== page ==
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Re: Where did Push bike come from?

Postby Scott_C » Wed Jul 26, 2017 1:56 pm

Having a look through the old Australian newspapers in Trove it appears that the term "Push-Bike" made its first appearance on the 7th July 1906 in an advertisement of a motorcycle for sale and offering a trade-in for a push-bike.

Velocipede (1822) and Bicycle (1869) considerably pre-date the usage of push-bike. The first usage of Motorbike (1897) is contemporary with the first usage of push-bike so I'd suspect that "push-bike" was coined as a somewhat perjorative term for a non-motorised bicycle in comparison to the effortless equivalent of a motorbike.

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Re: Where did Push bike come from?

Postby piledhigher » Wed Jul 26, 2017 2:15 pm

human909 wrote:It is a bicycle. Or a bike for short. Calling it a push bike lengthens the original shortening is a little absurd.

A push bike is word invented by Australian motorists to differentiate them from a motorised 'bike'. As far as I know the phrase doesn't exist outside of Australia and NZ.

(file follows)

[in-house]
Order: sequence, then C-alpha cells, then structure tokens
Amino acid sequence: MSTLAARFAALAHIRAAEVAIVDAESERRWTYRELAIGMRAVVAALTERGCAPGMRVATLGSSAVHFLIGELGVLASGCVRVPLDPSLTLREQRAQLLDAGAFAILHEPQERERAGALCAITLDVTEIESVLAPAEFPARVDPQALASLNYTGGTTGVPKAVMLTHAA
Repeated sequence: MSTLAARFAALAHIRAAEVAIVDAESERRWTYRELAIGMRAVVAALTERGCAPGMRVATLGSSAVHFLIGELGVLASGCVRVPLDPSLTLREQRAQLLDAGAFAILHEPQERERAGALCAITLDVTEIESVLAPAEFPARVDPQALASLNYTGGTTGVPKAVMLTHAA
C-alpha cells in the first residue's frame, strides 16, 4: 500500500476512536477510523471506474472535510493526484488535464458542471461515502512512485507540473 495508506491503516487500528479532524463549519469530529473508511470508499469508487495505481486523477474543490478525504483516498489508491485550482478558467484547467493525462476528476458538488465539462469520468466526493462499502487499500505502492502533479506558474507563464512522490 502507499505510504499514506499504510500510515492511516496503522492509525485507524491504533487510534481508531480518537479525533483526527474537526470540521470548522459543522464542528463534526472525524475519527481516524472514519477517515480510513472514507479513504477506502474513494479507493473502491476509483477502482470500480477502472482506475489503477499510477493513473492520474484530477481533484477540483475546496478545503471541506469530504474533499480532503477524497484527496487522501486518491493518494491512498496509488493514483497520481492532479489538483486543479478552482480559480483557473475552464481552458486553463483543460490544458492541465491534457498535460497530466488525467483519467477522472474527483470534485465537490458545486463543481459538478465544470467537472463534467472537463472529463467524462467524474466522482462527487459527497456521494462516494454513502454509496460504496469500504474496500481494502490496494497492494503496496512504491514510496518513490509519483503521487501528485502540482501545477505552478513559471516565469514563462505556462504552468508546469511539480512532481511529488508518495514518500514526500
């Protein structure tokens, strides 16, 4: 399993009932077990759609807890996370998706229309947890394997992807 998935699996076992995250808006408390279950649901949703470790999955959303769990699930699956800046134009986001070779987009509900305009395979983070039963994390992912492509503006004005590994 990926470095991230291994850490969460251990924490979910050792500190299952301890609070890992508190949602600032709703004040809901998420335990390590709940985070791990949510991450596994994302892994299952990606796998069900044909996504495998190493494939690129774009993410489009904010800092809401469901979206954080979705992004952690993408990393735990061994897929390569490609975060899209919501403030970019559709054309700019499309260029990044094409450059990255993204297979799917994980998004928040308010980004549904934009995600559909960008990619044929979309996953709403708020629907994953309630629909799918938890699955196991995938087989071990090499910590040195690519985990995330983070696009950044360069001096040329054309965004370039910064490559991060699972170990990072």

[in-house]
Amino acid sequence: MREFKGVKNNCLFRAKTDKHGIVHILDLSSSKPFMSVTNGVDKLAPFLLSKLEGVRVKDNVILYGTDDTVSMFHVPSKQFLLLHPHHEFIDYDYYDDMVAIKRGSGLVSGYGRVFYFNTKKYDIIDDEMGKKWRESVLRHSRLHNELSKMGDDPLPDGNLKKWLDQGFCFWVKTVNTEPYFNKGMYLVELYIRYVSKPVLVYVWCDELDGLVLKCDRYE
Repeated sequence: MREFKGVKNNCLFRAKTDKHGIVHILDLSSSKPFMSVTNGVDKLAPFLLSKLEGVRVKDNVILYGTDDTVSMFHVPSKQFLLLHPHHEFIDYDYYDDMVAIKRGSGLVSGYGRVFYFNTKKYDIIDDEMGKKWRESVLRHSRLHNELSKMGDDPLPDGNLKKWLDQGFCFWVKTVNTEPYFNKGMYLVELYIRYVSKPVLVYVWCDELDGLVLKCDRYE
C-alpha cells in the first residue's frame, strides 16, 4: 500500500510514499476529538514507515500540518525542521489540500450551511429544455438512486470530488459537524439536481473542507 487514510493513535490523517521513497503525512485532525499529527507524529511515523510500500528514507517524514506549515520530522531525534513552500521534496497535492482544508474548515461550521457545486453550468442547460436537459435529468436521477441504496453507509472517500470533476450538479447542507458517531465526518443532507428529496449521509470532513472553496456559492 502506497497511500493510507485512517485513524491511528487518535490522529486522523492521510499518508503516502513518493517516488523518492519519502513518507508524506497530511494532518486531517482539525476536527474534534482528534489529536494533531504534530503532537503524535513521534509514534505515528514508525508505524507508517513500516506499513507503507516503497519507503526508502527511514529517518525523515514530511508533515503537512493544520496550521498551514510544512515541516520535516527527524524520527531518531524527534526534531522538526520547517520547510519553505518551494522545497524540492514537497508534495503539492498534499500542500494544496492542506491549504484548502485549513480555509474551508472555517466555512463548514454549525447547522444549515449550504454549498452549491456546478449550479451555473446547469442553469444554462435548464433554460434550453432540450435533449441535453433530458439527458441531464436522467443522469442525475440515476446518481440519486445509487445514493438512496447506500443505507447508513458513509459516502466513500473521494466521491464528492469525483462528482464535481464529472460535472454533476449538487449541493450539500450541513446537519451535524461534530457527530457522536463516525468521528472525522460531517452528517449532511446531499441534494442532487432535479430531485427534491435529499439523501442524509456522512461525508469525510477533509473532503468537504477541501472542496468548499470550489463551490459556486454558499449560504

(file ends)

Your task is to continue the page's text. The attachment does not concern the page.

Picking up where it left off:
(That is my belief anyway. Though I can't say that I've researched the word extensively.)
In America they ten to use bicyclist (which I hate, it just sounds awkward) to distinguish the non motorized version..

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Re: Where did Push bike come from?

Postby Scott_C » Wed Jul 26, 2017 2:46 pm

From The Bolton Evening News Manchester, Wednesday 24 December 1902:
the push-biker, as the ordinary cyclist is being termed to distinguish him from his motor friends
So there we go, it seems to originally be a British usage that, at the time of first use, was a way to differentiate between traditional cyclists and the new motorcyclists. As to why they used push-bike rather than the more accurate pedal-cycle I cannot tell.
Last edited by Scott_C on Wed Jul 26, 2017 5:21 pm, edited 1 time in total.

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Re: Where did Push bike come from?

Postby uart » Wed Jul 26, 2017 2:52 pm

piledhigher wrote:
human909 wrote:It is a bicycle. Or a bike for short. Calling it a push bike lengthens the original shortening is a little absurd.

A push bike is word invented by Australian motorists to differentiate them from a motorised 'bike'. As far as I know the phrase doesn't exist outside of Australia and NZ.

(That is my belief anyway. Though I can't say that I've researched the word extensively.)
In America they ten to use bicyclist (which I hate, it just sounds awkward) to distinguish the non motorized version..